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A smartphone app for binge eating may help curb the urge


Like a friend who gives you no-nonsense advice when you need it most, a new smartphone app aims to help people avoid binge eating behavior.

The "TakeControl" app, which is in development by researchers at Drexel University, will track users' individual eating patterns and alert them when they are in dangerous territory.

Breaking the cycle

Lead study author Dr. Evan Forman, an associate professor of psychology in Drexel's College of Arts and Sciences, said the technology helps address the binge eating behavior before it actually manifests.

"There is a cycle of sorts – mounting pressure toward a binge episode, with certain triggers that make it more likely that a binge episode will occur," Forman said.

Using the app, individuals record their binge eating activity, urges and moods, including information about whether they've eaten regular meals and taken their prescription medications. As the app learns more about the user's typical behavior and patterns, it will prompt the person with a warning alert when "personal risk" is high.

"It could be an emotion like rejection, loneliness, sadness or anxiety, or something external such as passing a certain convenience store, or a time of day or night," said Forman.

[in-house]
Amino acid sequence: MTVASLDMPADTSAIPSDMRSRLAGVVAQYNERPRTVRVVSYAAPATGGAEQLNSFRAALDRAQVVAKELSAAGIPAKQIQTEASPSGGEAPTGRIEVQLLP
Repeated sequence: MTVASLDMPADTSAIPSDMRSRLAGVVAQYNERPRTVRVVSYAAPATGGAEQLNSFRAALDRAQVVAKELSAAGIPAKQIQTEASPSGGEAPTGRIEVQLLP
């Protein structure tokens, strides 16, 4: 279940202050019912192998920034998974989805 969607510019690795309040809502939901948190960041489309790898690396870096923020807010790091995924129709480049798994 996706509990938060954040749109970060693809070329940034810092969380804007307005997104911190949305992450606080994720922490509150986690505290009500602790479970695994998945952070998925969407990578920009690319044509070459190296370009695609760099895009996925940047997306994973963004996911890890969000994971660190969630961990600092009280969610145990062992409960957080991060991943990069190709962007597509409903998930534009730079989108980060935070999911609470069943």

Creating community

One of the appealing features of the app is that it connects users to other people who have binge eating disorder. Users can also take advantage of learning modules, goal-setting programs and social networking features. Over time, use of the app enables individuals to see patterns and progress.

"Someone could also learn from the charts, for example, how their binges relate to their anxiety," said Stephanie Goldstein, a graduate student who is working on the project.

Development of the app – which is currently being made for Android – may also include web-connected scales, activity bands and integration with popular diet and fitness-tracking apps.

In December, the project will be considered for further expansion and funding by Shire Pharmaceuticals.

Source: Drexel